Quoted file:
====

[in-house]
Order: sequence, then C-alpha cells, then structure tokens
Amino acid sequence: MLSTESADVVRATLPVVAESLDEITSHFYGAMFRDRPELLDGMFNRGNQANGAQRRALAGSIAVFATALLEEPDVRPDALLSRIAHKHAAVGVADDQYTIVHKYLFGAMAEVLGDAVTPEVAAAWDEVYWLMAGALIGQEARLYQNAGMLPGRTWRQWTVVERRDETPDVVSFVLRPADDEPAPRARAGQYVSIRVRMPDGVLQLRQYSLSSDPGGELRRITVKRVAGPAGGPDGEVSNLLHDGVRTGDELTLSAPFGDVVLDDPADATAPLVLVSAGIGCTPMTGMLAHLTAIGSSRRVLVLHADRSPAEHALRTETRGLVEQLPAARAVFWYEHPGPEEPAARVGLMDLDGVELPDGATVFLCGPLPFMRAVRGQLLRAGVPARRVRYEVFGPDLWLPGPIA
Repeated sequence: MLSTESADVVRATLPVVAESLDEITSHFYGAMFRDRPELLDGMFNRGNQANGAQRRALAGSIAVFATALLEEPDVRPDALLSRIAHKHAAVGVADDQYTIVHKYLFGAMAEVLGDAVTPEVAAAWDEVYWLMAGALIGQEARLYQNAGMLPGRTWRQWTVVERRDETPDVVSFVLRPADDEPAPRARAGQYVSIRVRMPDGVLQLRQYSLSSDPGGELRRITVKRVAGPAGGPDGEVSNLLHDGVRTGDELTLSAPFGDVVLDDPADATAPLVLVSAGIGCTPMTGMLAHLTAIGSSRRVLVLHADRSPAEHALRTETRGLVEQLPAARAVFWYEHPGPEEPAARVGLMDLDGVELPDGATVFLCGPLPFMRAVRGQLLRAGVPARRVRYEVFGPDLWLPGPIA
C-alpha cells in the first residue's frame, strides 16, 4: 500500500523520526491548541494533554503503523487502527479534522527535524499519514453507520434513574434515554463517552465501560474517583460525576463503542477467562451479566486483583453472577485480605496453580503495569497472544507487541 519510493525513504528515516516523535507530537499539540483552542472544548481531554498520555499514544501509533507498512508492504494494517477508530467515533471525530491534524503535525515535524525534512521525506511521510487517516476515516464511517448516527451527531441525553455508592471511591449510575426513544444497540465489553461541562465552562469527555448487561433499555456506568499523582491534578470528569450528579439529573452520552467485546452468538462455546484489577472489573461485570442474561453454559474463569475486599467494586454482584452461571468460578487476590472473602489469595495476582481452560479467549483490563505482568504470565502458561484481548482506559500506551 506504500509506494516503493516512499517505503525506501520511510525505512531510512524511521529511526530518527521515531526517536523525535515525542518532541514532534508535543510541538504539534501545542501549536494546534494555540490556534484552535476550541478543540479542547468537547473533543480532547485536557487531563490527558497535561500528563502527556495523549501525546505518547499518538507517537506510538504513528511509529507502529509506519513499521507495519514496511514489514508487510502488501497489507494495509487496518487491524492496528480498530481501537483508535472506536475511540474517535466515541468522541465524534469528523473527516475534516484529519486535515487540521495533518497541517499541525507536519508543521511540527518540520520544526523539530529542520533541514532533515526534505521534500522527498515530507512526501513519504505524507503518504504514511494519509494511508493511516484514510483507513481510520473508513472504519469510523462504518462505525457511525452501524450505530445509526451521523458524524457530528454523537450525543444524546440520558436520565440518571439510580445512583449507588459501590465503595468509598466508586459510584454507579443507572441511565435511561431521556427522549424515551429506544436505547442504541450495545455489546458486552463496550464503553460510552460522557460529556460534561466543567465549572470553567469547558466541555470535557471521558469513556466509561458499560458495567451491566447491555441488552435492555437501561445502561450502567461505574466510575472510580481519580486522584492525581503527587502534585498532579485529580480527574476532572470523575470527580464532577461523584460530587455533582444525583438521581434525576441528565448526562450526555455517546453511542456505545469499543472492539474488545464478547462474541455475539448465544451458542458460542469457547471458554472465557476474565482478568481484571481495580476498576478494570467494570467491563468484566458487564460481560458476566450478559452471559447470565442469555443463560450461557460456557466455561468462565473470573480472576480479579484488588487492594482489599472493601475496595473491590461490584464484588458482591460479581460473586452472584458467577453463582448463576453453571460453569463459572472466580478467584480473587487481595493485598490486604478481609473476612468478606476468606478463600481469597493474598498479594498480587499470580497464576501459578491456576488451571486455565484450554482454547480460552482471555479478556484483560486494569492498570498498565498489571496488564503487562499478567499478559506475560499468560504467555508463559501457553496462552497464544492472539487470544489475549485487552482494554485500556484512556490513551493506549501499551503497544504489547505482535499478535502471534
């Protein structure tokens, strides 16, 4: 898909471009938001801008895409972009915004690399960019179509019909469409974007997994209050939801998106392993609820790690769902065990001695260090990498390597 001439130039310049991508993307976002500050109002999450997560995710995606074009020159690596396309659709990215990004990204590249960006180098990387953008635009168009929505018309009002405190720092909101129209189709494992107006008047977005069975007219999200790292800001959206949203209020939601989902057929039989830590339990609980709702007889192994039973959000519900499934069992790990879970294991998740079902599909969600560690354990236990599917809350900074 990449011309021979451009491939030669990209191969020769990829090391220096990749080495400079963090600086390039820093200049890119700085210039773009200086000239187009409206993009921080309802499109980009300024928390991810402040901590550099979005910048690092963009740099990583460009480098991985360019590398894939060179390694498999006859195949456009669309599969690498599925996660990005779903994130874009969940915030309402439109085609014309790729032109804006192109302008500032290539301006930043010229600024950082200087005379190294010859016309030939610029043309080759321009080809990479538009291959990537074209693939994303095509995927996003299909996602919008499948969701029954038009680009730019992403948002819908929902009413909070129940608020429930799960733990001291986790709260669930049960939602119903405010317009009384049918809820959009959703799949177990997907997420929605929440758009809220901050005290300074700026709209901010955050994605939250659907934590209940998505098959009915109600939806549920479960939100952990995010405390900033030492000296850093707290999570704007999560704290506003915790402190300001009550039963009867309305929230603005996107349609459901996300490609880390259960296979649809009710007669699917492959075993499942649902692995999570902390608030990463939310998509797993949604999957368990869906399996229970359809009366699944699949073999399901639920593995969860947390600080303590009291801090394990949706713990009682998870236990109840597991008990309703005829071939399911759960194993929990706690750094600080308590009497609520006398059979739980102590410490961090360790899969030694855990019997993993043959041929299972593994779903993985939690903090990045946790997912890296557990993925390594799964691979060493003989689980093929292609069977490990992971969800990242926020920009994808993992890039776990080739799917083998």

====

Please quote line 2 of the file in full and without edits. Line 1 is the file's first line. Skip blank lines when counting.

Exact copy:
Order: sequence, then C-alpha cells, then structure tokens